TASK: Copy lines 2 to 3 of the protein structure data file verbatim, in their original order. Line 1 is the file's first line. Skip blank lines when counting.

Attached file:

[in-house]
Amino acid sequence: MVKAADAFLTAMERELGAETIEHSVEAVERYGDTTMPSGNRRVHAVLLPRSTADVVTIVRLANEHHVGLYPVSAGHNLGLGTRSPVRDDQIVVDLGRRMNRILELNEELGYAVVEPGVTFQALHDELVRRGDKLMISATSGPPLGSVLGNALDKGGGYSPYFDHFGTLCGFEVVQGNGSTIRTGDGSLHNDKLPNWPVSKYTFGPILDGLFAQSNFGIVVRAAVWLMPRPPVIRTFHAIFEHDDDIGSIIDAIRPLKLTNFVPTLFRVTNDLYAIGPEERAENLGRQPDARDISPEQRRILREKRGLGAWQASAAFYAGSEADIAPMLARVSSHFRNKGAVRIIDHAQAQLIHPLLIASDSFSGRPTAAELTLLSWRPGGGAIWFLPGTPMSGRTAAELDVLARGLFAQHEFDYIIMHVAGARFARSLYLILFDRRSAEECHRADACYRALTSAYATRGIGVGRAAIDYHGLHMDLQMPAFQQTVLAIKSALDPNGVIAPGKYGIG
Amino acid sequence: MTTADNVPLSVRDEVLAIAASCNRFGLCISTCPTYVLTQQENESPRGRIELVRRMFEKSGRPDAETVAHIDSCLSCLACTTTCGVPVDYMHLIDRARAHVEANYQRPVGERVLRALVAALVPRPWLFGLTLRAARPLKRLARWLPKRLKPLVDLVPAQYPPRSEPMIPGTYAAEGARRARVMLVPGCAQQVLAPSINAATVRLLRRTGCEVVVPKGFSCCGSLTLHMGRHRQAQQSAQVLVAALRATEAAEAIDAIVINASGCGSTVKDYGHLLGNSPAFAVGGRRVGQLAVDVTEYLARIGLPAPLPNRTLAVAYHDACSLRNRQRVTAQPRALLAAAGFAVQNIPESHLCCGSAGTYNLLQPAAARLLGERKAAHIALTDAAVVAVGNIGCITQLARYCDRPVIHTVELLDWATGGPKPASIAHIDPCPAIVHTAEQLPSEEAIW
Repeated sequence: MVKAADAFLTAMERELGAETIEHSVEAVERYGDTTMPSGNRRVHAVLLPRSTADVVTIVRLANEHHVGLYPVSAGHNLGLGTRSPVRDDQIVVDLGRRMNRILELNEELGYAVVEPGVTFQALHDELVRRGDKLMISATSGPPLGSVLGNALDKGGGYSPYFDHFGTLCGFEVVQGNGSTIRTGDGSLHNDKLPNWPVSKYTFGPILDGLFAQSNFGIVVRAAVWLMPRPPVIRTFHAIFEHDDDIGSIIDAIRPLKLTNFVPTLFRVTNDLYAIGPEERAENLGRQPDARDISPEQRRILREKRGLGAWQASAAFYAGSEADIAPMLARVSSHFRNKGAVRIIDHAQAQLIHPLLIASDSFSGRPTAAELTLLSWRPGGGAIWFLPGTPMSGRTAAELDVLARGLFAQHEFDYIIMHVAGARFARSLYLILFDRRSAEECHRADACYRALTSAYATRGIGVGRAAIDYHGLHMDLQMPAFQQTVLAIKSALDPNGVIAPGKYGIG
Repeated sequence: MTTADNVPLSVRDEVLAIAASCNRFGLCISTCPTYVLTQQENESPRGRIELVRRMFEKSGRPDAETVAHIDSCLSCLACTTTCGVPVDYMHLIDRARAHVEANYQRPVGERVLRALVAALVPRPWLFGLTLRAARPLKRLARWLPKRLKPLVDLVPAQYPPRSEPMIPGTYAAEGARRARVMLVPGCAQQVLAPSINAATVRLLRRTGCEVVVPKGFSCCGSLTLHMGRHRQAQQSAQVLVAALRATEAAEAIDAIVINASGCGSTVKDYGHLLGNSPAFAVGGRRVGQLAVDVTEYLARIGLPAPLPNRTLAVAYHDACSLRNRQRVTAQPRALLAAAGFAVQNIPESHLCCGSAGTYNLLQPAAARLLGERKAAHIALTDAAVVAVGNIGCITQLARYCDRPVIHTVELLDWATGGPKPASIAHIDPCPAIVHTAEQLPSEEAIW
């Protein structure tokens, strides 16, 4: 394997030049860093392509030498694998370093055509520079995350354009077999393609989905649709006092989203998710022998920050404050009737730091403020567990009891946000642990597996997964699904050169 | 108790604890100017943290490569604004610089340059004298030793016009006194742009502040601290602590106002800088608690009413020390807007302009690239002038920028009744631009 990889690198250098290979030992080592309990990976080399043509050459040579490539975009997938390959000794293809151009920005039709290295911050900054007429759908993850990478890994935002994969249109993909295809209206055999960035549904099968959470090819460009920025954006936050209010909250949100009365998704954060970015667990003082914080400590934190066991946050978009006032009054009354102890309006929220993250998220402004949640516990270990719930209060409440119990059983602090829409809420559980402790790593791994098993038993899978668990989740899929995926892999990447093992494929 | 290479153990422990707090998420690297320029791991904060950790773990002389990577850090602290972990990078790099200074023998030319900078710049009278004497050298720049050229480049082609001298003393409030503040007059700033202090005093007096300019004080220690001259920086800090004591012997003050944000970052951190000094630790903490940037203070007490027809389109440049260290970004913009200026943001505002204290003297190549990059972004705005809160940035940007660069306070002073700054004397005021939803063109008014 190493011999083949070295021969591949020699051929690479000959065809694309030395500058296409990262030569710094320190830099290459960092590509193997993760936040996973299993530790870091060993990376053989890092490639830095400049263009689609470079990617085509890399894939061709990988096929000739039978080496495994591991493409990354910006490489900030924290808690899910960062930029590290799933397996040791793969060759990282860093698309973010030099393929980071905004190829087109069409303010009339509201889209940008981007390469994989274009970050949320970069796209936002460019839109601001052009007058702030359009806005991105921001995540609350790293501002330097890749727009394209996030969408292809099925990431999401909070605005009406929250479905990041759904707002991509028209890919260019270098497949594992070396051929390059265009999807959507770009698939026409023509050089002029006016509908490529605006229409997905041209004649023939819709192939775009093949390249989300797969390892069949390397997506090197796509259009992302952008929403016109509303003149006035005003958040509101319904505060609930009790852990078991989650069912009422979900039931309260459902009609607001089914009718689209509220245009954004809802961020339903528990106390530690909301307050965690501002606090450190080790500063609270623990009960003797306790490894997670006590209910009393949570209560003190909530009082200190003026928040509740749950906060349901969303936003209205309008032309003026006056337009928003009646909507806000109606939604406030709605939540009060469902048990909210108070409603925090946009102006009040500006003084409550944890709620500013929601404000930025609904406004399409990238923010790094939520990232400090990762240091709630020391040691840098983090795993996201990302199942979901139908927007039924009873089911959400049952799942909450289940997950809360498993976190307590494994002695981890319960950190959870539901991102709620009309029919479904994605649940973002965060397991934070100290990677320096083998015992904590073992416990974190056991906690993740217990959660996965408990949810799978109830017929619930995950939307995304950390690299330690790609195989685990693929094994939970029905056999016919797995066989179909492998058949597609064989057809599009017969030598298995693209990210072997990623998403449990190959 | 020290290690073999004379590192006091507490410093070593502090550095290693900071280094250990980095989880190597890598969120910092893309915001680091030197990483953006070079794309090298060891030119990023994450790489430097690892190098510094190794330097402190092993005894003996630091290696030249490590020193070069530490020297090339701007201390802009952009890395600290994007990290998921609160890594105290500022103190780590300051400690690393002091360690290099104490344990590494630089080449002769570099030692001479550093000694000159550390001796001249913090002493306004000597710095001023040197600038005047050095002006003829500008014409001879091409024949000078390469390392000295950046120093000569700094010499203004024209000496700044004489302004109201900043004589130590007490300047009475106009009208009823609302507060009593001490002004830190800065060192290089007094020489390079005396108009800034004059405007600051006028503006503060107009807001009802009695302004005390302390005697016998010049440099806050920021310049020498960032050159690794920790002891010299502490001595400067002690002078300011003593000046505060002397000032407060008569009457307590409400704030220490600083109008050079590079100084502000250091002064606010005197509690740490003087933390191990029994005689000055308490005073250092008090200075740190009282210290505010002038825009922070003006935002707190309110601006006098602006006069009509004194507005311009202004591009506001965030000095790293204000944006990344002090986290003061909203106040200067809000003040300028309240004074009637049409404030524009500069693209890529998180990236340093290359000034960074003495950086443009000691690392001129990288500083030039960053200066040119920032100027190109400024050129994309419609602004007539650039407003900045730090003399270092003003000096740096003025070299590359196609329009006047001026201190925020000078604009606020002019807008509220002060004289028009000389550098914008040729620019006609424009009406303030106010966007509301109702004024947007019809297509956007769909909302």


Amino acid sequence: MVKAADAFLTAMERELGAETIEHSVEAVERYGDTTMPSGNRRVHAVLLPRSTADVVTIVRLANEHHVGLYPVSAGHNLGLGTRSPVRDDQIVVDLGRRMNRILELNEELGYAVVEPGVTFQALHDELVRRGDKLMISATSGPPLGSVLGNALDKGGGYSPYFDHFGTLCGFEVVQGNGSTIRTGDGSLHNDKLPNWPVSKYTFGPILDGLFAQSNFGIVVRAAVWLMPRPPVIRTFHAIFEHDDDIGSIIDAIRPLKLTNFVPTLFRVTNDLYAIGPEERAENLGRQPDARDISPEQRRILREKRGLGAWQASAAFYAGSEADIAPMLARVSSHFRNKGAVRIIDHAQAQLIHPLLIASDSFSGRPTAAELTLLSWRPGGGAIWFLPGTPMSGRTAAELDVLARGLFAQHEFDYIIMHVAGARFARSLYLILFDRRSAEECHRADACYRALTSAYATRGIGVGRAAIDYHGLHMDLQMPAFQQTVLAIKSALDPNGVIAPGKYGIG
Amino acid sequence: MTTADNVPLSVRDEVLAIAASCNRFGLCISTCPTYVLTQQENESPRGRIELVRRMFEKSGRPDAETVAHIDSCLSCLACTTTCGVPVDYMHLIDRARAHVEANYQRPVGERVLRALVAALVPRPWLFGLTLRAARPLKRLARWLPKRLKPLVDLVPAQYPPRSEPMIPGTYAAEGARRARVMLVPGCAQQVLAPSINAATVRLLRRTGCEVVVPKGFSCCGSLTLHMGRHRQAQQSAQVLVAALRATEAAEAIDAIVINASGCGSTVKDYGHLLGNSPAFAVGGRRVGQLAVDVTEYLARIGLPAPLPNRTLAVAYHDACSLRNRQRVTAQPRALLAAAGFAVQNIPESHLCCGSAGTYNLLQPAAARLLGERKAAHIALTDAAVVAVGNIGCITQLARYCDRPVIHTVELLDWATGGPKPASIAHIDPCPAIVHTAEQLPSEEAIW